Can’t allow India to become ‘battlefield’ for oxygen, ventilators, Remdesivir: Pilot

NEW DELHI, Apr 27:
Asserting that the second wave of the COVID-19 pandemic must be treated as a national medical emergency, senior Congress leader Sachin Pilot on Tuesday said the Centre must step up to the plate and not leave the states to fend for themselves as India cannot be allowed to become a “battlefield for oxygen and Remdesivir”.
He also urged the BJP-led central government to call an all-party meeting and said that the feedback and inputs would be beneficial in the fight against the pandemic and those must be taken in a positive spirit of saving lives.
With states scrambling to arrange for essentials such as oxygen, Remdesivir injection and ventilators, Pilot said the government should have prepared formula and parameters for it, and distributed the resources accordingly in a transparent manner.
“There is different information coming out over the demand and allocation for oxygen. The Government of India should clearly set out three-four parameters — This is the number of active COVID-19 cases, this is the positivity rate, mortality rate, these are the number of beds and this is how we will distribute the oxygen that we have,” the former Rajasthan deputy chief minister told PTI.
“States which manufacture oxygen may not need it as much as those that don’t. What is happening now in some instances, is that states are inclined to fortify borders as opposed to facilitate passage of oxygen containers. This is not how things should work in a federal structure,” he asserted.
Pilot called for transparent parameters and criteria for allocation and distribution of essentials such as ventilators, oxygen and Remdesivir.
“Once this is done using an acceptable and a well-determined formula then there won’t be criticism and the blame game would stop. Right now there is a knee-jerk reaction. It should be done in a scientific and transparent manner,” the former Union minister said.
Noting that India is passing through an extremely precarious phase, Pilot said the government ought to step in and control or mandate the pricing of the vaccines.
“We cannot leave it to companies to decide on the pricing of life-saving vaccines, keeping margins and profits as criteria. India cannot leave it to companies, corporations or individuals to look at investments, returns, margins and profits etc,” he said.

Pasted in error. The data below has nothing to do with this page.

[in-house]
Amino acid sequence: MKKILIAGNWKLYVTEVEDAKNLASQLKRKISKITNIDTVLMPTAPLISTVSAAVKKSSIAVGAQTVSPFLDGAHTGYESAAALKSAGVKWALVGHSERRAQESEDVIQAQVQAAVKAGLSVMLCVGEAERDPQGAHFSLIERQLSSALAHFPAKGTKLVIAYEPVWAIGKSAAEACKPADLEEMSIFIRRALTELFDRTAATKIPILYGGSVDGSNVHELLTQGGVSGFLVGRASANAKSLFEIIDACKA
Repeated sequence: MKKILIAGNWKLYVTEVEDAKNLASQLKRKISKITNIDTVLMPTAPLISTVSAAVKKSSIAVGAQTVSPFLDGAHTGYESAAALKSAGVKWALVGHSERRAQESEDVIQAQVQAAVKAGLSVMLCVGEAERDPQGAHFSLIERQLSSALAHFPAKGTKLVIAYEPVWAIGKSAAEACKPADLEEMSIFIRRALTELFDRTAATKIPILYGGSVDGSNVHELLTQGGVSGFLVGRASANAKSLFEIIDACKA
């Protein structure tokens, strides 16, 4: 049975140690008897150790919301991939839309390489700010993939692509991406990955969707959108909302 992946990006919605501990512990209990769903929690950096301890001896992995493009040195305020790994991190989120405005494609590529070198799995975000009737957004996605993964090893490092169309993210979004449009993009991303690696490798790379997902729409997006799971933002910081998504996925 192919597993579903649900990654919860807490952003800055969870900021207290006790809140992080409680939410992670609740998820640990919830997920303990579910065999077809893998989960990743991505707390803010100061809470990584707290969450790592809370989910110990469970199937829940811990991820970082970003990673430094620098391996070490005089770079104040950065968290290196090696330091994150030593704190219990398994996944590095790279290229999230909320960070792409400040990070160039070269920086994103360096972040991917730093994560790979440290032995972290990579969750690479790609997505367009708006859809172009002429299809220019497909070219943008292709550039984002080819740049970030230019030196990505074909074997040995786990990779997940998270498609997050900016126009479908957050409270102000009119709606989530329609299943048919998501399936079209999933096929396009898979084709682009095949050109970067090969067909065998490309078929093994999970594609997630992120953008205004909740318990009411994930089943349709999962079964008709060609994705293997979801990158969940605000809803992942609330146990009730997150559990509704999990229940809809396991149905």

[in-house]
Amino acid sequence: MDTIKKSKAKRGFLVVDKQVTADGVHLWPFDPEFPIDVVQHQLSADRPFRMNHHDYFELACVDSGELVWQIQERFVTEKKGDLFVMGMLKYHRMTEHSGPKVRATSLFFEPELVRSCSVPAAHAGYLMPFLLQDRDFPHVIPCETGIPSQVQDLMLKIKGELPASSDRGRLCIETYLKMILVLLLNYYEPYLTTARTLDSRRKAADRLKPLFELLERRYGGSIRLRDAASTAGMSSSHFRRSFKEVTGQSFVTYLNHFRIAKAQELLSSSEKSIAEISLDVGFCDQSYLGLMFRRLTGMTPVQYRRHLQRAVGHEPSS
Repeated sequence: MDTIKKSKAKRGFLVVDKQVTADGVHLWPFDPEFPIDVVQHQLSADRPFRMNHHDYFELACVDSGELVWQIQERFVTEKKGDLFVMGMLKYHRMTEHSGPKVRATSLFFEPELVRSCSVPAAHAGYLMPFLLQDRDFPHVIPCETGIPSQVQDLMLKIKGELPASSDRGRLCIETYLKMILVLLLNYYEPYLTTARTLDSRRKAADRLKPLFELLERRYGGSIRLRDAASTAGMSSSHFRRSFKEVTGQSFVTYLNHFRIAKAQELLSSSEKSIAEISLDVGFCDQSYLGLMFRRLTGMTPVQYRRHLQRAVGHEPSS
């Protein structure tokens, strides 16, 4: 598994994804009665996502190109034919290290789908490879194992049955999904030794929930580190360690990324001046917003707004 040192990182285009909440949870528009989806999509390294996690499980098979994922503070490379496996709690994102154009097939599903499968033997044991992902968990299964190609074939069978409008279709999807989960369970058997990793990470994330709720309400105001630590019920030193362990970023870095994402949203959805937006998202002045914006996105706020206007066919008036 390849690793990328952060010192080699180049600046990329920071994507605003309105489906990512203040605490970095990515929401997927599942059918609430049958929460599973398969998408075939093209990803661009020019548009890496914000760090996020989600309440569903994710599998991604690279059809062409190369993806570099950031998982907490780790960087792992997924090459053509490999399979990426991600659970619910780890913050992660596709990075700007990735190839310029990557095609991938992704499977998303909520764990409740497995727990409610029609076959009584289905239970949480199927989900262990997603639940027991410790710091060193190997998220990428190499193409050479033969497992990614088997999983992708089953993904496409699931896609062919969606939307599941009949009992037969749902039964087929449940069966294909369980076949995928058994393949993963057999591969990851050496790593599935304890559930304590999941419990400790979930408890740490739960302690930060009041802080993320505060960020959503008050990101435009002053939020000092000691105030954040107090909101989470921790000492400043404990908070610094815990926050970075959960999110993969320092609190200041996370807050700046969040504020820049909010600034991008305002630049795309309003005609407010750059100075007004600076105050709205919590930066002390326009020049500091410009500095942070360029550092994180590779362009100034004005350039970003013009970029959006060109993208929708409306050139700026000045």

“As a country, we are in desperate need of vaccination. Unless two-thirds of our country is vaccinated in the next few weeks and months we will not be able to break the chain of the virus,” Pilot said.
“Everyone is of the opinion that there should be uniform pricing but I wish to go a step further – the pricing itself cannot be left just to the manufacturing companies,” he said.
If the government can put price caps on things like airfare between two cities, have MRP on so many products, then why can’t they step in to decide on a fair or subsidised price of life-saving vaccines, Pilot asked. (PTI)
Underlining that India is the world leader in vaccine production, Pilot said it is a tragedy to see the country scrambling to get its own citizens vaccinated.
“There is definitely a failure of a clear roadmap and in terms of adequate forward planning, logistical arrangements and not prioritising health and safety before religious and political congregations. In hindsight, allowing the export of oxygen and vaccines has proven costly,” he said.
“In the first wave everything was centralised and now the government says that health being a state subject – you decide on your own (how to arrange, pay and administer the vaccine), and on lockdowns too,” he said.
The paradox is that the government of India is controlling most of the supply and allocation of essentials such as oxygen, Remdesivir and vaccines, he said. (PTI)
Having different prices for the same vaccine from the same manufacturer is an open invitation for black marketing and hoarding, he alleged. (PTI)